MARQUETTE — It’s not an exaggeration to say Michael Inglese once lost the will to live a healthy lifestyle.
Surgeries and injections could not cure his debilitating back pain. When asked to describe the discomfort on the routine checklists before visiting various doctors, he marked off every one: stabbing, crunching, terrible — the list goes on.
“It never went away,” Michael said of the pain. “It was constant. Didn’t matter if I was laying, standing or walking.
“I found out why people don’t want to live when I had that condition.”
For months, a routine day consisted of waking up between 5-7 a.m. and being forced to retreat to his recliner for 95 percent of the day. He could not tolerate the pain while laying in bed, and if he wasn’t in the recliner, he would pace the floor because he didn’t know what to do with himself. Other times he couldn’t even stand up.
This was his life before a trip to UP Health System — Marquette. Before he would meet the healthcare provider he would eventually refer to as his “little angel.”
A life of pain
The first time Jessica Haloskie, MD, met Michael, she thought he was having a stroke. While Michael sat in a chair during their first meeting, he was slumping over, falling asleep and slurring his speech. He seemed completely out of it.
“Him and his wife were just like this is how he always is on his pain medicine,” Dr. Haloskie said. “He was taking so much narcotic medicine that it was making him not be able to stay awake.”
Michael’s visit with Dr. Haloskie was a last resort after a lifetime of dealing with back issues that only seemed to compound as time went on. Michael, 68, grew up with a blue-collar mentality, thanks to his father who worked as an ironworker. “You were brought up to work your butt off,” Michael said. For nearly 30 years, Michael made a living by working in the woods, as a mechanic, or on a beer delivery truck. Naturally, all of the manual labor took a toll on his body; and when he was 29, he split a disc in his back and was forced to undergo surgery. Eventually, he was forced to retire due to his physical ailments.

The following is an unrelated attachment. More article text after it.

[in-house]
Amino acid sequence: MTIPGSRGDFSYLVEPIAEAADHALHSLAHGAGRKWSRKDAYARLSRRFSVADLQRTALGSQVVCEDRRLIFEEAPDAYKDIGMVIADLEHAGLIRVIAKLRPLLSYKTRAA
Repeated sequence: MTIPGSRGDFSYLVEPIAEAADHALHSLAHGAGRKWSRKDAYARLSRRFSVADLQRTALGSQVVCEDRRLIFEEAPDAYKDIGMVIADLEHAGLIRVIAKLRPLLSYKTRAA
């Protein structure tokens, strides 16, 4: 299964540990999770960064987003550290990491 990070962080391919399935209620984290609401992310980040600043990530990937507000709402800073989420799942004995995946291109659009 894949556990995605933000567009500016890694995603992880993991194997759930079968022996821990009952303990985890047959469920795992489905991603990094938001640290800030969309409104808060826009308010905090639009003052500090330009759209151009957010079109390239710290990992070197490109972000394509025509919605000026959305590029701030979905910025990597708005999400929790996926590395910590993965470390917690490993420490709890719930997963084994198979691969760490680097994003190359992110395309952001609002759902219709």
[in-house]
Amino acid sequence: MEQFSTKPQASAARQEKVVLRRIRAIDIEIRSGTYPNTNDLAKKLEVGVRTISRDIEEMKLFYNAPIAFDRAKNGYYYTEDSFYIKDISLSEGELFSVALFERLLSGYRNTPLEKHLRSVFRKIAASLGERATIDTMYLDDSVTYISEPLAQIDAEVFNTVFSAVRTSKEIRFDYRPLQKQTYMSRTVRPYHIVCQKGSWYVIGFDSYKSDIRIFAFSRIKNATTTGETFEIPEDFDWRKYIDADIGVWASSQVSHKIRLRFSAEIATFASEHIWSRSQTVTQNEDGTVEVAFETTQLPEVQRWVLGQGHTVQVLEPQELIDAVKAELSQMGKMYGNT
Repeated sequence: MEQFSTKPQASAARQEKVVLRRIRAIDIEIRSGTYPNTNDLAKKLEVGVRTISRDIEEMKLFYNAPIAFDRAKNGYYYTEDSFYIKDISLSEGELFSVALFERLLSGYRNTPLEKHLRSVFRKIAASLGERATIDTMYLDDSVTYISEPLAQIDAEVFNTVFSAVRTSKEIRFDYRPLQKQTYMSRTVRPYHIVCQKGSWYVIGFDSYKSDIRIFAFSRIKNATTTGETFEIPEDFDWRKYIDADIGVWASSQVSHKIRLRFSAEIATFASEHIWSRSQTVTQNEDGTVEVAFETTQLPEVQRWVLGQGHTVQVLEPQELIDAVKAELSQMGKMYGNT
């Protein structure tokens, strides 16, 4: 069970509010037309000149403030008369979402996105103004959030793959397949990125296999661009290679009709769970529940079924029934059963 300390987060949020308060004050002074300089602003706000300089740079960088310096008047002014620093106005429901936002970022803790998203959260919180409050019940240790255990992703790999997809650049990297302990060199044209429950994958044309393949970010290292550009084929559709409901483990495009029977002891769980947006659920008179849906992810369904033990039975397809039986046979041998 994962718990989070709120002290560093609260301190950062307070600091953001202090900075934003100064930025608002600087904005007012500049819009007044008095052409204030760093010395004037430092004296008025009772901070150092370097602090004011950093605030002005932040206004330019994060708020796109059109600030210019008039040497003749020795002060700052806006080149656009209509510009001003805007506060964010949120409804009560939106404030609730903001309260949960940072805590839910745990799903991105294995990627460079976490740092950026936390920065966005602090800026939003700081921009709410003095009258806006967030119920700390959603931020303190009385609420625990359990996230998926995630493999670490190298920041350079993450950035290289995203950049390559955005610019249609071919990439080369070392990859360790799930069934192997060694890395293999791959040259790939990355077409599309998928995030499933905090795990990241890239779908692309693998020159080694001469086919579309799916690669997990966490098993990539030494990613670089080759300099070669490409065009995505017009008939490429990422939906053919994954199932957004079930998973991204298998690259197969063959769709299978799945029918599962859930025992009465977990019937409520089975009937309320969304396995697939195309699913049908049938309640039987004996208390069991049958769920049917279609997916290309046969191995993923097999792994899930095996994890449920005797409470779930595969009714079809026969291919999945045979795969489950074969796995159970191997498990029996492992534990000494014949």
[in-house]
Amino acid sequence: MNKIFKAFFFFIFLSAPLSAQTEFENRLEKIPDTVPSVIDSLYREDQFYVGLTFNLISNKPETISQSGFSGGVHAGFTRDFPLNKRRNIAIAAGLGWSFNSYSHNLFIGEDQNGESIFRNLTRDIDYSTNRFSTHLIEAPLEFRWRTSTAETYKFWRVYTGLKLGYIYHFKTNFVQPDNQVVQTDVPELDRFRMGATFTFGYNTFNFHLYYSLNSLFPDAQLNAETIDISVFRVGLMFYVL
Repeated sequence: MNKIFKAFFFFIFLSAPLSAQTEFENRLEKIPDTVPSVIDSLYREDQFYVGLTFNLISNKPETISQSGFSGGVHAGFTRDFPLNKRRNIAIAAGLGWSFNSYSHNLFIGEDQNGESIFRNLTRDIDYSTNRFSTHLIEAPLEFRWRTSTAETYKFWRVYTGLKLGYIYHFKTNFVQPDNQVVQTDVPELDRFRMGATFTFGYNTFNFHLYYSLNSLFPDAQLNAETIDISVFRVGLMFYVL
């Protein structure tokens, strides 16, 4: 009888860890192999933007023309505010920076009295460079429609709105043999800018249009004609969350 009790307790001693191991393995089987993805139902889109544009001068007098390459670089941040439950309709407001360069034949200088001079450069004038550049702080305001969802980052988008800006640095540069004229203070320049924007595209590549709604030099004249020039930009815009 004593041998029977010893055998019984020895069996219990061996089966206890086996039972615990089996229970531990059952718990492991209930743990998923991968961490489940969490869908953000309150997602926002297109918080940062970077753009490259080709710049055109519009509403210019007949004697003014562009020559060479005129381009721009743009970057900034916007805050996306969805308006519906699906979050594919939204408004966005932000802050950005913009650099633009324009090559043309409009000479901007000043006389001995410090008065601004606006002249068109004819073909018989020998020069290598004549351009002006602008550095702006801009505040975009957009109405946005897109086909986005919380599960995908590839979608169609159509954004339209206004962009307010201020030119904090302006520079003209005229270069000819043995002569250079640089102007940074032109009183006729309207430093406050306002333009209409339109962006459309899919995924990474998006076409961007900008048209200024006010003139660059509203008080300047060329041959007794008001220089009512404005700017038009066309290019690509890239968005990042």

And so the troubles continued.
Michael underwent numerous MRIs, cat scans and saw doctors in Green Bay and Appleton while they each attempted to cure his excruciating pain. But for every solution attempted, issues always seemed to compound. Some doctors wanted to sever his nerve, another talked about building a cage in his back around the spine. But no one could guarantee it would work and only mentioned these as options. Neither sounded appealing to Michael. With no answer, the only thing left was for providers to prescribe more pain medication to numb his discomfort.
“It just seemed to be getting worse and worse, to the point where I wasn’t moving at all,” Michael said.
When Dr. Haloskie analyzed his back, she saw a component of myofascial pain — a disorder in which pressure on sensitive points in the muscles causes pain in seemingly unrelated body parts. There was also neuropathic pain, which likely came from old shingles.
“When old shingles resolve, you can have this pain in that same area of the skin,” Dr. Haloskie said. “After all the surgeries, it does change some of the architecture of the back so you move differently. He had multiple different pain problems, honestly.”
There’s a gravel road from Michael’s home that he and his wife must go down in order to get to Marquette. During Michael’s first visits, it would take over an hour for his wife to drive down the road as the bumpiness of the car going over a gravel path was too much for Michael’s back to bear.
How it works
Acupuncture is still a bit of an anomaly. In the medical field where things are meticulously studied and analyzed, then re-studied and re-analyzed time and time again before coming to a conclusion on why something works or why it doesn’t, there’s no clearly defined reason for why acupuncture is successful in treating patients’ pain.